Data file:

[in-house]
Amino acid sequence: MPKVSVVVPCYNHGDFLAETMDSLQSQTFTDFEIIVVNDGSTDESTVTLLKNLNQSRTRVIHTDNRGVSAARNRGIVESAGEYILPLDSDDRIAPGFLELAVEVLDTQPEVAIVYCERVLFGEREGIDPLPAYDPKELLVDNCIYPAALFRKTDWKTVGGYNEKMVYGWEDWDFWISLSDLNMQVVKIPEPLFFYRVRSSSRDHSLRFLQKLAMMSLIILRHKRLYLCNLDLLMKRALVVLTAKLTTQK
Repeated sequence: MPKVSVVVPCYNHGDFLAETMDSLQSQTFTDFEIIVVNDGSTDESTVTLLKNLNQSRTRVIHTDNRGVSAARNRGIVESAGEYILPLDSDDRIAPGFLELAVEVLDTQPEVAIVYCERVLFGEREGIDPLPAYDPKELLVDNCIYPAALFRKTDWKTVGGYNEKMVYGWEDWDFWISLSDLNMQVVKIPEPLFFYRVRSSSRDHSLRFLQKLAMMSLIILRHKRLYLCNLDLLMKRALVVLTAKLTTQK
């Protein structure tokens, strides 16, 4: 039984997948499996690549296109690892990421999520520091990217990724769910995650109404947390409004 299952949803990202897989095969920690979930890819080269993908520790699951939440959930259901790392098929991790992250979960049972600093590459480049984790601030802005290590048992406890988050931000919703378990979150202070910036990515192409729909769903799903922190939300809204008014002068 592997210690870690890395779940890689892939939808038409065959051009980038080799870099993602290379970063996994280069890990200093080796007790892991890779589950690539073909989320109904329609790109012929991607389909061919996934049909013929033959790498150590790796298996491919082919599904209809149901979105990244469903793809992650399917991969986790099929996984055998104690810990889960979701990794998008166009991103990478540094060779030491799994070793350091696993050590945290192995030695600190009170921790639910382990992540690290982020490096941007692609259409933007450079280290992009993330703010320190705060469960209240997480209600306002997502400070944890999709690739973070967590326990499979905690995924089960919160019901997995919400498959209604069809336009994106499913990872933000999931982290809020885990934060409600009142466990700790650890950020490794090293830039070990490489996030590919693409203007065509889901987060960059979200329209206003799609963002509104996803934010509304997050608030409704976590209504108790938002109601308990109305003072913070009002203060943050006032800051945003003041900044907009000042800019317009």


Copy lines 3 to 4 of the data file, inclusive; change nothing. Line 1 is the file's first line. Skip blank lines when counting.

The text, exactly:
Repeated sequence: MPKVSVVVPCYNHGDFLAETMDSLQSQTFTDFEIIVVNDGSTDESTVTLLKNLNQSRTRVIHTDNRGVSAARNRGIVESAGEYILPLDSDDRIAPGFLELAVEVLDTQPEVAIVYCERVLFGEREGIDPLPAYDPKELLVDNCIYPAALFRKTDWKTVGGYNEKMVYGWEDWDFWISLSDLNMQVVKIPEPLFFYRVRSSSRDHSLRFLQKLAMMSLIILRHKRLYLCNLDLLMKRALVVLTAKLTTQK
């Protein structure tokens, strides 16, 4: 039984997948499996690549296109690892990421999520520091990217990724769910995650109404947390409004 299952949803990202897989095969920690979930890819080269993908520790699951939440959930259901790392098929991790992250979960049972600093590459480049984790601030802005290590048992406890988050931000919703378990979150202070910036990515192409729909769903799903922190939300809204008014002068 592997210690870690890395779940890689892939939808038409065959051009980038080799870099993602290379970063996994280069890990200093080796007790892991890779589950690539073909989320109904329609790109012929991607389909061919996934049909013929033959790498150590790796298996491919082919599904209809149901979105990244469903793809992650399917991969986790099929996984055998104690810990889960979701990794998008166009991103990478540094060779030491799994070793350091696993050590945290192995030695600190009170921790639910382990992540690290982020490096941007692609259409933007450079280290992009993330703010320190705060469960209240997480209600306002997502400070944890999709690739973070967590326990499979905690995924089960919160019901997995919400498959209604069809336009994106499913990872933000999931982290809020885990934060409600009142466990700790650890950020490794090293830039070990490489996030590919693409203007065509889901987060960059979200329209206003799609963002509104996803934010509304997050608030409704976590209504108790938002109601308990109305003072913070009002203060943050006032800051945003003041900044907009000042800019317009």